Rosalie Bull and Katherine Ingram
A developed economy must have a means of facilitating transactions that transcends barter. The modern solution is the bank centered economy. Banks serve as financial intermediaries which lend liquid assets to borrowers, in order to fund their illiquid investments. Banks are able to do this-- create liquidity-- because a multitude of depositors trust the bank to invest their money in low risk, illiquid assets, such as loans or home mortgages. Banks cannot, however, loan out all of their funds at one time: if a depositor then attempted to withdraw money from their account, the bank would be unable to produce it and depositors would lose trust in their banks. The stability of a bank centered society depends upon deposit insurance, capital requirements, reserve requirements, and the discount window-- all forms of regulation which ensure that banks are able to produce liquid cash upon depositor demand.
Banks have not always been successful in this role, however. The 2007-2008 financial crisis, dubbed by many in the economic community as the worst financial crisis since the Great Depression, was caused in part by banks who practiced excessive risk taking, subprime lending, and deleveraging. The Federal Reserve contributed to the crisis by keeping interest rates artificially low in order to sustain the housing bubble. When the bubble exploded in 2008, as depicted in the graph above, many people lost their homes and jobs, and the economy plunged. People lost trust in the banking system, and the idea of a decentralized payment system, or cryptocurrency, was born.
Cryptocurrency operates by means of a universal ledger. Instead of each bank maintaining its own ledger, a universal, distributed ledger is maintained by a blockchain, or thousands of computers which compete to accurately update the ledger every ten minutes. Computers within the blockchain must achieve a majority consensus (50%+) for the update to be included in the ledger. The result is, theoretically, a decentralized payment system operating by means of a globally shared ledger. The system offers several advantageous elements: transparency, accessibility, and efficiency. The ledger is available online, updated frequently, and transactions are authenticated by the rigor of blockchain-- thousands of computers simultaneously verifying or denouncing updates as they appear. It eliminates the need for financial intermediaries, and is accessible anywhere with internet. The development of cryptocurrency, blockchain technology, and Bitcoin in particular has proven controversial: some hail it as having the potential to disrupt, or even replace, the global financial institution, while others view it as bogus currency in the middle of a bubble. If cryptocurrency is to replace traditional, bank regulated currency, it needs to function as money. Can it?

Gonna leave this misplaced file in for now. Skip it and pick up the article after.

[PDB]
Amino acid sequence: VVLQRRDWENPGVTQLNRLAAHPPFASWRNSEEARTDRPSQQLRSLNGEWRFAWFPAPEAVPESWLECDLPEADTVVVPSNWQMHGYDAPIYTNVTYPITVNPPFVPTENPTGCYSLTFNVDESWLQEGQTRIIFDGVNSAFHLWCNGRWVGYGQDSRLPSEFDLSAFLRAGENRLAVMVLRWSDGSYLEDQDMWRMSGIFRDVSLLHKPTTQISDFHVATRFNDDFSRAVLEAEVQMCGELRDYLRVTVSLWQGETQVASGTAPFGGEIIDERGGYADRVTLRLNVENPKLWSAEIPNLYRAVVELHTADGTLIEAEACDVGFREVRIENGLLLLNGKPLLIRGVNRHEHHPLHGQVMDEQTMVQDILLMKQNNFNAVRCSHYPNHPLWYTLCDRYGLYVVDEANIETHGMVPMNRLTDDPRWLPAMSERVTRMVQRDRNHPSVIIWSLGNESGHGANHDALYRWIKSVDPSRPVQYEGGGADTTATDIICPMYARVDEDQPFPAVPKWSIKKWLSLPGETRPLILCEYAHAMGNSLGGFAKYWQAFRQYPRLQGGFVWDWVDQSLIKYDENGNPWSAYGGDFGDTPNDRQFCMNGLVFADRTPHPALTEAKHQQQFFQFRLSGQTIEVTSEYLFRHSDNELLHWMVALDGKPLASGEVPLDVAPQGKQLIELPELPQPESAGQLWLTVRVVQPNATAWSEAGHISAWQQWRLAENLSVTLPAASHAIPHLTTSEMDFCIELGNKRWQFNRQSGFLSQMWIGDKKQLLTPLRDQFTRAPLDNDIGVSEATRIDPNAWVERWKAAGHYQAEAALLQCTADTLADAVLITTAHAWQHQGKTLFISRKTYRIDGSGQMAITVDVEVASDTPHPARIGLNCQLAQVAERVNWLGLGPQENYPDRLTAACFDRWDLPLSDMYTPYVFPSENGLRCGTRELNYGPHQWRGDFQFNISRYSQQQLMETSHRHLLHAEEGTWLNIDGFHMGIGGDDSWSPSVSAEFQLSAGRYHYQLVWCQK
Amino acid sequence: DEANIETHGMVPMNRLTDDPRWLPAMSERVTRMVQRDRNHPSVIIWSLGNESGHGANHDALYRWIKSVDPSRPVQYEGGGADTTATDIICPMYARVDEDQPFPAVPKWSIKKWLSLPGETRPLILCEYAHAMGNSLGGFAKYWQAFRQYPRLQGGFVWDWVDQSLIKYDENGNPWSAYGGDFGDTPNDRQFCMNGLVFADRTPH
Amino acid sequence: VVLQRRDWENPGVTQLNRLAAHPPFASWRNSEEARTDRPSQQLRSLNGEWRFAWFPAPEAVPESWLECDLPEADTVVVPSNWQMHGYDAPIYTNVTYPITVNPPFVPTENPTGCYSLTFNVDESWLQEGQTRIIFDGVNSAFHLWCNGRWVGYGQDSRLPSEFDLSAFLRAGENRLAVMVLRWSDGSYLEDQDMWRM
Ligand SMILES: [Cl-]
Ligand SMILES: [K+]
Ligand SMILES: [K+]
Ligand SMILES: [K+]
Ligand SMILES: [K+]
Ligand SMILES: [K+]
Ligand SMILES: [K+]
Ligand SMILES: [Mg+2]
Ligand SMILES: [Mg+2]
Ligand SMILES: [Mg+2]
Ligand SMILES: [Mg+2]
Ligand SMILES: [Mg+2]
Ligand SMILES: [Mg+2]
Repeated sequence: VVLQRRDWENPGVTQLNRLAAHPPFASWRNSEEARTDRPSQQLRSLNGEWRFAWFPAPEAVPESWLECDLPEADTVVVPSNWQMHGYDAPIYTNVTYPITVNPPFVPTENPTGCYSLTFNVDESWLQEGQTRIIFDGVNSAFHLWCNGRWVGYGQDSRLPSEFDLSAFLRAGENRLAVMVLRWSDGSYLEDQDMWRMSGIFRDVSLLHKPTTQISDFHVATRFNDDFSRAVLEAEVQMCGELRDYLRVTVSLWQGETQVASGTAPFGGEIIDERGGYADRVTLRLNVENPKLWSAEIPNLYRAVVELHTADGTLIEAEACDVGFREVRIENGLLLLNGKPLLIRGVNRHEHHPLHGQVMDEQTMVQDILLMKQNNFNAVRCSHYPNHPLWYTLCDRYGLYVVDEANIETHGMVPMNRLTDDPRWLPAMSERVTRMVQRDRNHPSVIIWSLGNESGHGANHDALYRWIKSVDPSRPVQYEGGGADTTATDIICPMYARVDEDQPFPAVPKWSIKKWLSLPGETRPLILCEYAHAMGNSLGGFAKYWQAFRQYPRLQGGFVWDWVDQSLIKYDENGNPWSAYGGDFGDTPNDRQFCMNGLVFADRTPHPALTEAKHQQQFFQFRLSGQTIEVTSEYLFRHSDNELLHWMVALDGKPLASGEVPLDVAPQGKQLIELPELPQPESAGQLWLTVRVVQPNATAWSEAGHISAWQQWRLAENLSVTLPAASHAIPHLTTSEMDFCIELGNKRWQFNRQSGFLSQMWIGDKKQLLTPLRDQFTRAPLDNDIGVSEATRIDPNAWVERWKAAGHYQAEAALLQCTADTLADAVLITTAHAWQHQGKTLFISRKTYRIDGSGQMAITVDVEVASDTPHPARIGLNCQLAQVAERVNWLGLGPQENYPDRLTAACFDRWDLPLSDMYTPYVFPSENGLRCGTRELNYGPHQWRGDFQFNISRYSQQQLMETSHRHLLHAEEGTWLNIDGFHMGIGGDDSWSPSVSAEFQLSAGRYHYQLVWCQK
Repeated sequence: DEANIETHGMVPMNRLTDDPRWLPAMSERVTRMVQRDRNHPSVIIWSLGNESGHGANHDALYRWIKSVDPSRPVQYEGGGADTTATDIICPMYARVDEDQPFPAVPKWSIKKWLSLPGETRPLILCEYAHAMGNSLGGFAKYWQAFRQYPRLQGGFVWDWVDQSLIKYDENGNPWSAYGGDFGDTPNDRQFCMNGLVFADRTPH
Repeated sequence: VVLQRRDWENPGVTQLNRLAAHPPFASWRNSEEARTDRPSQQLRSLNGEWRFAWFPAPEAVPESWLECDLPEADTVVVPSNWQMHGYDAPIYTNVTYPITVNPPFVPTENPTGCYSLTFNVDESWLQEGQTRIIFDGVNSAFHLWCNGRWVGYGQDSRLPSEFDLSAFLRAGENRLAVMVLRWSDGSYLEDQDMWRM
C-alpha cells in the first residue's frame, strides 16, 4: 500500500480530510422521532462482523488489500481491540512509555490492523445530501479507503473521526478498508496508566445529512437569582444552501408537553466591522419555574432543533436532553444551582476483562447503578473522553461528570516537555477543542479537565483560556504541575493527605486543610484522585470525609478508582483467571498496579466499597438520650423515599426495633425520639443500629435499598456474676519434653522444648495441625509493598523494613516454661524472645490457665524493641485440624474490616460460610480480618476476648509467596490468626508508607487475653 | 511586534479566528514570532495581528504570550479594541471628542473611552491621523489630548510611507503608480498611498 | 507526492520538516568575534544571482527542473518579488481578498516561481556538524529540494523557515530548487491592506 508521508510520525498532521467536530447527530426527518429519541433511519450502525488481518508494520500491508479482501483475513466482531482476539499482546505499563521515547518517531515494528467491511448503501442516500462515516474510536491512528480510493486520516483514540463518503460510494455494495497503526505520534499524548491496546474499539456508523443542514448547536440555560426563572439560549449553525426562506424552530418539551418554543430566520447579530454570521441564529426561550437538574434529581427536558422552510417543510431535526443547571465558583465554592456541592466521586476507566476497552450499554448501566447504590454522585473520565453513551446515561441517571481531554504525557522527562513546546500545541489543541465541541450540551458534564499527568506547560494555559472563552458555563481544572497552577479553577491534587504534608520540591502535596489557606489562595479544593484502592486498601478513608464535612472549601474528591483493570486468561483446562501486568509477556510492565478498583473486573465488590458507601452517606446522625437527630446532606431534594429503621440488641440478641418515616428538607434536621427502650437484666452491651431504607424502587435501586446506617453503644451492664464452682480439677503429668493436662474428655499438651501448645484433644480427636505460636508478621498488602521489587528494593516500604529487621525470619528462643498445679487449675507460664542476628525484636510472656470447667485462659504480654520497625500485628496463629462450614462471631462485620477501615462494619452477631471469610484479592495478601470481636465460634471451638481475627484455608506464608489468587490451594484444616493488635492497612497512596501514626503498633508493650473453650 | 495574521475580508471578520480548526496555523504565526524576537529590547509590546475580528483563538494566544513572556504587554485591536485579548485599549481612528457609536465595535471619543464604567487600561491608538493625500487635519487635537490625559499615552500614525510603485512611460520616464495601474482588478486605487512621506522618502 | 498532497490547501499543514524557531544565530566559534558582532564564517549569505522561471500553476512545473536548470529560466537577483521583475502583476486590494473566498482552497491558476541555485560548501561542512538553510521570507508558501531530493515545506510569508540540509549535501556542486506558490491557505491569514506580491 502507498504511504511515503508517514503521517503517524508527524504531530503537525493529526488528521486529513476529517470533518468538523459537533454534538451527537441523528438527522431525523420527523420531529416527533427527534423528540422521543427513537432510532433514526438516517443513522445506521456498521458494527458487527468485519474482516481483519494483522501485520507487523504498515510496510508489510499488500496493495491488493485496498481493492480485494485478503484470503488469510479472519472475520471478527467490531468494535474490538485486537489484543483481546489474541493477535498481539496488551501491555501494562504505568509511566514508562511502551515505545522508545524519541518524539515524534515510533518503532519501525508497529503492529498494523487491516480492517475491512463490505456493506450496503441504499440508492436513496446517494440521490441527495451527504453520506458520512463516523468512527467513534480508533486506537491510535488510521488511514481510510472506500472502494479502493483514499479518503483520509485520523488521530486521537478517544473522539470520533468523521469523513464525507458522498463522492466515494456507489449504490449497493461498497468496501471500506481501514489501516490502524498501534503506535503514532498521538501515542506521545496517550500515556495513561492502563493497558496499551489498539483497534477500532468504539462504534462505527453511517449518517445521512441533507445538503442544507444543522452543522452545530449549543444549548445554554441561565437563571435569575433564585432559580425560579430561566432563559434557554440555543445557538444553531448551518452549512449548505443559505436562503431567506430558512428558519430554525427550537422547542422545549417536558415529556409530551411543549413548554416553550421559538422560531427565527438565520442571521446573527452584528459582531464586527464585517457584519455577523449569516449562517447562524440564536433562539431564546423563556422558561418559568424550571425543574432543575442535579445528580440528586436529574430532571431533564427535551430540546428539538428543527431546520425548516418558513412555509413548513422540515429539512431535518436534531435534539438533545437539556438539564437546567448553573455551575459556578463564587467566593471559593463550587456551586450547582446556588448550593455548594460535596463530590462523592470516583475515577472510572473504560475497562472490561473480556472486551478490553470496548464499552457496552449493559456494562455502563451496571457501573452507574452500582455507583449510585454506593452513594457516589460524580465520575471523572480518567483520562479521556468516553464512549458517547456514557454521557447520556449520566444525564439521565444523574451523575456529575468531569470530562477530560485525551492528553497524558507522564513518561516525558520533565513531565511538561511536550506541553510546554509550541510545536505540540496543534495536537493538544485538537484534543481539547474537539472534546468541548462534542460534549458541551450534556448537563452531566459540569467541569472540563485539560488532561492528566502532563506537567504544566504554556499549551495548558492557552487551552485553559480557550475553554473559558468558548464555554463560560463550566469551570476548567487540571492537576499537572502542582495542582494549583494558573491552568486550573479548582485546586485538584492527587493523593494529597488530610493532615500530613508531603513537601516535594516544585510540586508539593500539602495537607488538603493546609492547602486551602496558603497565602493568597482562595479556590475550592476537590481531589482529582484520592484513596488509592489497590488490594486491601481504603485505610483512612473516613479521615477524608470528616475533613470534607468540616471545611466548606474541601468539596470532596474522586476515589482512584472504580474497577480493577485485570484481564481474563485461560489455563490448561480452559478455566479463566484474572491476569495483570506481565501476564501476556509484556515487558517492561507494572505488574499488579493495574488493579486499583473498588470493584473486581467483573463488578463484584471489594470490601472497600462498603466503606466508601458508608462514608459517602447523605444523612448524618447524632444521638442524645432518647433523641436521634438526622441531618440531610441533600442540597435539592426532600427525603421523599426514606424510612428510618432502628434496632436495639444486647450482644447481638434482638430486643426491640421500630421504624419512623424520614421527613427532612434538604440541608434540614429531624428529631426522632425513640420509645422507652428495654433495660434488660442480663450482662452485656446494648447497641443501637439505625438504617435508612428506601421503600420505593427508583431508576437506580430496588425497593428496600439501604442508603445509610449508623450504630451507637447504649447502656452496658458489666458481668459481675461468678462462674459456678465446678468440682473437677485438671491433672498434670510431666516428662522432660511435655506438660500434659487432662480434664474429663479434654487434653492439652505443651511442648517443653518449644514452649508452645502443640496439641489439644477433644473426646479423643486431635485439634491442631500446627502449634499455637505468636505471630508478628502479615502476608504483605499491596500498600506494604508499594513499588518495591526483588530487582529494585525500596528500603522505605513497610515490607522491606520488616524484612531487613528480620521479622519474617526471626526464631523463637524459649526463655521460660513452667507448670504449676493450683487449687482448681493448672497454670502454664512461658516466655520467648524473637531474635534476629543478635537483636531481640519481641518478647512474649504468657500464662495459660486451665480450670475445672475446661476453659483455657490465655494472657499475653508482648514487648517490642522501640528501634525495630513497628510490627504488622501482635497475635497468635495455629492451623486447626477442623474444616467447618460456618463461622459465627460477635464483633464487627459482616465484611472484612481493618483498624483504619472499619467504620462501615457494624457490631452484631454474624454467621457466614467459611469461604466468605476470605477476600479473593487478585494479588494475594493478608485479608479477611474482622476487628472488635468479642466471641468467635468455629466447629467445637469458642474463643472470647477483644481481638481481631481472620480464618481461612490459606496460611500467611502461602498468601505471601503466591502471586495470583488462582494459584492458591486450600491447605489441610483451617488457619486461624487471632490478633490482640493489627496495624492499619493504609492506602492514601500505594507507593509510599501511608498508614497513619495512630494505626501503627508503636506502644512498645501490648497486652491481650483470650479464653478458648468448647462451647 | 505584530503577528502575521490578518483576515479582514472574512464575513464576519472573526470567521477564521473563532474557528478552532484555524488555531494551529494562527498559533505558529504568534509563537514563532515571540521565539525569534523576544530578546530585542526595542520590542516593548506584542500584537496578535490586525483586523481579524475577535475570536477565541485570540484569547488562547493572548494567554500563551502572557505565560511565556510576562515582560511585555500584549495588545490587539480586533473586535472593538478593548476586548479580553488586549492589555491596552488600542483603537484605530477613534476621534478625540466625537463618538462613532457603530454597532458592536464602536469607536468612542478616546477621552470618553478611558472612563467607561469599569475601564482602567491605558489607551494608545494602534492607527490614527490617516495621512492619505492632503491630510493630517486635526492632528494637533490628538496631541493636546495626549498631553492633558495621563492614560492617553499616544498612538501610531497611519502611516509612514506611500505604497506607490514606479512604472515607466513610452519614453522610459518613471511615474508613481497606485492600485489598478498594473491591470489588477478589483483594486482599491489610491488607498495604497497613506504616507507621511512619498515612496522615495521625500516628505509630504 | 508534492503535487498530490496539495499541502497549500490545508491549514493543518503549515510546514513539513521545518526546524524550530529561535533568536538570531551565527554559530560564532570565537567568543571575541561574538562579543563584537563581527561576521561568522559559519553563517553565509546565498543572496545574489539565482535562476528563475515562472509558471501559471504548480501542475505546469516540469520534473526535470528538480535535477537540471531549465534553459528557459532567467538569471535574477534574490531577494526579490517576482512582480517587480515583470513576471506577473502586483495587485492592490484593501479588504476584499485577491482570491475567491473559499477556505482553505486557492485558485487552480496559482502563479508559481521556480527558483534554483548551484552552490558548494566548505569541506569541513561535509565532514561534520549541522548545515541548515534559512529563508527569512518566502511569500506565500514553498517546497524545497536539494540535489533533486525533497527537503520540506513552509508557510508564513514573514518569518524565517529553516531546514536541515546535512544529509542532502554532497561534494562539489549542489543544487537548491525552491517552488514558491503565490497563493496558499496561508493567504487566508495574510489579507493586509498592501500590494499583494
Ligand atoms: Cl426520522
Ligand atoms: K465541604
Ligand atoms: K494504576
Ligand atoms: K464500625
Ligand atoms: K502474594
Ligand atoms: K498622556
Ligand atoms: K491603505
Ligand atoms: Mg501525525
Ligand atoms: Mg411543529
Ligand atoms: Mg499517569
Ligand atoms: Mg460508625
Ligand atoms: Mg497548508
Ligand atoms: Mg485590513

Money has three defining qualities. It is a medium of exchange, meaning individuals use it as a means of transferring assets; it is a store of value, meaning it maintains purchasing power over time; and it is a unit of account, meaning it is a yard stick used to set prices.
Cryptocurrency has the largest issue meeting the second criteria. Though there are many commodity currencies like gold that we consider stores of value despite drastic fluctuations, many argue the price volatility of cryptocurrencies like Bitcoin precludes it from being legitimate money. In the past year alone, the value of one bitcoin has ranged from less than $3,000 to $19,000.
So what is it exactly? At the very least, cryptocurrencies are fiat currencies. Like the US dollar, which is no longer backed by gold, Bitcoin has no inherent value. Because cryptocurrencies are decentralized and unregulated, they’re a risky investment. It remains unclear whether Bitcoin can even deliver upon its main promise of reducing transaction costs of banking. In November of 2017, the average fee to process a transaction was $11.38, and miners were able to demand these higher transaction costs due to the increasing value and popularity of Bitcoin.
Bitcoin’s primary advantage, its anonymous and decentralized nature, also serves as its fatal flaw. Cryptocurrencies help facilitate illegal markets, but few reputable businesses accept cryptocurrency because of its risk. Additionally, whereas the Fed controls the money supply and ensures the US dollar maintains value, there is no central entity to prevent Bitcoin’s worth from falling to zero. For the time being, the risk-factor (which could be lessened by regulations and oversight) prevents cryptocurrency from truly entering the mainstream.
McArdle, Megan. “Bitcoin Is an Implausible Currency.” Bloomberg.com, Bloomberg, 27 Dec. 2017, www.bloomberg.com/view/articles/2017-12-27/bitcoin-is-an-implausible-currency.
Iansiti, Marco, and Karim R. Lakhani. “The Truth About Blockchain.” Harvard Business Review, Jan. 2017, hbr.org/2017/01/the-truth-about-blockchain.
Krugman and Wells Macroeconomics Textbook